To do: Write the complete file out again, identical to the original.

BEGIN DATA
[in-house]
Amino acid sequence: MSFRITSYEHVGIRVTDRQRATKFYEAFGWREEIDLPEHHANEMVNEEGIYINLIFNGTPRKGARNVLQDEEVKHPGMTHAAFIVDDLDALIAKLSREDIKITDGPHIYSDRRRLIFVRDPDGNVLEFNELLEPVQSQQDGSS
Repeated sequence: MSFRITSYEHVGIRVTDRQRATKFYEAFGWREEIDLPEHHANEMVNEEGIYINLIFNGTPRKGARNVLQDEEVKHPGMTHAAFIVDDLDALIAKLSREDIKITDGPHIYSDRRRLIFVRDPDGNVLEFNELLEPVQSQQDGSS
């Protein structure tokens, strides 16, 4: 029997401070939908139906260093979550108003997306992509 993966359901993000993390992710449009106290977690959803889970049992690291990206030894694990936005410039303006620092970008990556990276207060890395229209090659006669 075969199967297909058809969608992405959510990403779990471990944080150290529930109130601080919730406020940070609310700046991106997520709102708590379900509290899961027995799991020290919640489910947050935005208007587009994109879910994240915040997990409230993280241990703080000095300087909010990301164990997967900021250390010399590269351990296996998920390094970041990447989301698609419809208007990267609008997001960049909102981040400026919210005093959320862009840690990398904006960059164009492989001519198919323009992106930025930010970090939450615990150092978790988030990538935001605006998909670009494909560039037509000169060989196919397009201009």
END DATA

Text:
[in-house]
Amino acid sequence: MSFRITSYEHVGIRVTDRQRATKFYEAFGWREEIDLPEHHANEMVNEEGIYINLIFNGTPRKGARNVLQDEEVKHPGMTHAAFIVDDLDALIAKLSREDIKITDGPHIYSDRRRLIFVRDPDGNVLEFNELLEPVQSQQDGSS
Repeated sequence: MSFRITSYEHVGIRVTDRQRATKFYEAFGWREEIDLPEHHANEMVNEEGIYINLIFNGTPRKGARNVLQDEEVKHPGMTHAAFIVDDLDALIAKLSREDIKITDGPHIYSDRRRLIFVRDPDGNVLEFNELLEPVQSQQDGSS
């Protein structure tokens, strides 16, 4: 029997401070939908139906260093979550108003997306992509 993966359901993000993390992710449009106290977690959803889970049992690291990206030894694990936005410039303006620092970008990556990276207060890395229209090659006669 075969199967297909058809969608992405959510990403779990471990944080150290529930109130601080919730406020940070609310700046991106997520709102708590379900509290899961027995799991020290919640489910947050935005208007587009994109879910994240915040997990409230993280241990703080000095300087909010990301164990997967900021250390010399590269351990296996998920390094970041990447989301698609419809208007990267609008997001960049909102981040400026919210005093959320862009840690990398904006960059164009492989001519198919323009992106930025930010970090939450615990150092978790988030990538935001605006998909670009494909560039037509000169060989196919397009201009």